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Kansas eventually got its spark, and it came from Taylor, the senior guard whose streaky shooting has been a sore spot for fans throughout his career.

He knocked down a 3-pointer to get things going, and added a three-point play moments later, before two free throws by Robinson trimmed the Kentucky lead to 59-52.

“They’d been in that situation before,” Davis said. “They just kept fighting.”

Johnson added a 3-pointer as Kansas climbed further out of the deficit, and Robinson made two more foul shots as Kentucky coach John Calipari began to look nervous for the first time all night.

“You have to give Kansas credit,” he said. “They didn’t stop.”

Self never stopped, either, marching up and down in front of Kansas’ bench. He exhorted his team to play defense and convert on offense. At one point, he reminded his team that there are no “13-point plays,” the same message he drilled home two nights earlier against Ohio State.

The veteran Jayhawks chipped away until Taylor missed a shot with about a minute left.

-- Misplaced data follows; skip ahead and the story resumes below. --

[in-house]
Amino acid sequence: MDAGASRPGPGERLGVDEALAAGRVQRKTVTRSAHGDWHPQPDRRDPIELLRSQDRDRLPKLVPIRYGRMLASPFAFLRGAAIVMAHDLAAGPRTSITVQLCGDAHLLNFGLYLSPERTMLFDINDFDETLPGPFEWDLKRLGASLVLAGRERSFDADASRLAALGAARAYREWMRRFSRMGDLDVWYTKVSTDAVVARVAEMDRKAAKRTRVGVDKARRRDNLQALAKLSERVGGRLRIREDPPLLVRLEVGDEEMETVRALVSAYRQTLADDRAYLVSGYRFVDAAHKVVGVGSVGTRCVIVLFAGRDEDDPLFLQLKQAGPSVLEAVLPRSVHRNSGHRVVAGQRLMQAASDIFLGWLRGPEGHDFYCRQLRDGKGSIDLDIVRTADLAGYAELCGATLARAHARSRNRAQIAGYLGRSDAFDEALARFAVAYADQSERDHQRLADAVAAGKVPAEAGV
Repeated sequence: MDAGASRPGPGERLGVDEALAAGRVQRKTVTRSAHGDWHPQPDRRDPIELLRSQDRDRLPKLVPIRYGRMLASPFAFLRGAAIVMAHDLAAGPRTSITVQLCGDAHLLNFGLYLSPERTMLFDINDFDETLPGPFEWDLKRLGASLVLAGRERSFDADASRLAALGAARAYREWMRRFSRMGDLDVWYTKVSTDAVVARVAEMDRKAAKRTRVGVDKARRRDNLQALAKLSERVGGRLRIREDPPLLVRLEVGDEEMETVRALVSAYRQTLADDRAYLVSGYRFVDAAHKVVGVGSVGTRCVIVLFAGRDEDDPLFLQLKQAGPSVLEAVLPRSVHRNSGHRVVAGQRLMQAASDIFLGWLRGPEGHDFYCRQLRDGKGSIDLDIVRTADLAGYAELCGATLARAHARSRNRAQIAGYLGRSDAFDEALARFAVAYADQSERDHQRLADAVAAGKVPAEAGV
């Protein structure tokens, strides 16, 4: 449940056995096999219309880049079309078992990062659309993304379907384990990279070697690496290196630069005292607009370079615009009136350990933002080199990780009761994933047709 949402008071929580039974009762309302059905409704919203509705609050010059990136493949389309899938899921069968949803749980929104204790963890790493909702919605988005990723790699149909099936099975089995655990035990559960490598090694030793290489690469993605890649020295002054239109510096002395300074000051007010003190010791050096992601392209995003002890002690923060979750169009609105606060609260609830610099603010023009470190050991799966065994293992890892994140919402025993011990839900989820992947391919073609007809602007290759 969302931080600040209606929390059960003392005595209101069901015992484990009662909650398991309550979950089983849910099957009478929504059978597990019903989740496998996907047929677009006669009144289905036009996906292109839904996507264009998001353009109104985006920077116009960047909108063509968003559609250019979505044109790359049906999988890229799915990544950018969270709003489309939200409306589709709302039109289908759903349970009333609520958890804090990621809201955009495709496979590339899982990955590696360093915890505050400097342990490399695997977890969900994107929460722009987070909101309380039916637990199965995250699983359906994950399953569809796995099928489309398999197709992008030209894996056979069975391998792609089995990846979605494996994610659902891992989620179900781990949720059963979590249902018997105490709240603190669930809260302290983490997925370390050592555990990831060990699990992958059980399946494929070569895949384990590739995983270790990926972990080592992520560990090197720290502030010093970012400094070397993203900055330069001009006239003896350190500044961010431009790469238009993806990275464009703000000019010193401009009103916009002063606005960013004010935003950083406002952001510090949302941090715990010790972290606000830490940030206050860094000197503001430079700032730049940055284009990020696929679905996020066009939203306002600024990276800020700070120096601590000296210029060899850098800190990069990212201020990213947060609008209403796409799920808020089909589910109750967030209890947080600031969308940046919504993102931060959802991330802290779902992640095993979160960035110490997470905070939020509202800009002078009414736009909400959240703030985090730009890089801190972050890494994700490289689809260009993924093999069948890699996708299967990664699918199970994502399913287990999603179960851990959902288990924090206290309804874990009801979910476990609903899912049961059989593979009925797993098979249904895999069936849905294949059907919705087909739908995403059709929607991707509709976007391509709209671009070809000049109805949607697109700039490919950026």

Robinson squandered an opportunity to make it a one-possession game when he lost a loose ball along the baseline, and perhaps his team’s best chance slipped away with it.

“We were right there,” Taylor said. “We were right there.”

Instead, Kentucky managed to coax the final few minutes off the clock, making the free throws down the stretch that Calipari’s Memphis team missed against Kansas in the 2008 title game.

As fireworks blasted and streamers rained from the rafters, Kansas slowly trudged off the elevated floor inside the Superdome. A team that once rallied from 19 points down to beat Missouri and that had survived so many nip-and-tuck battles in the NCAA tournament was left to wonder how things had gone so sour so early when it mattered most.

And what might have been had they kept it close the entire way.

“We just came up empty,” Self said, “but there’s no team I’ve been around that’s been able to take whatever situation is dealt it and responded favorably, and there’s no team I’ve been around that’s represented a university and themselves and their families as well as this one.”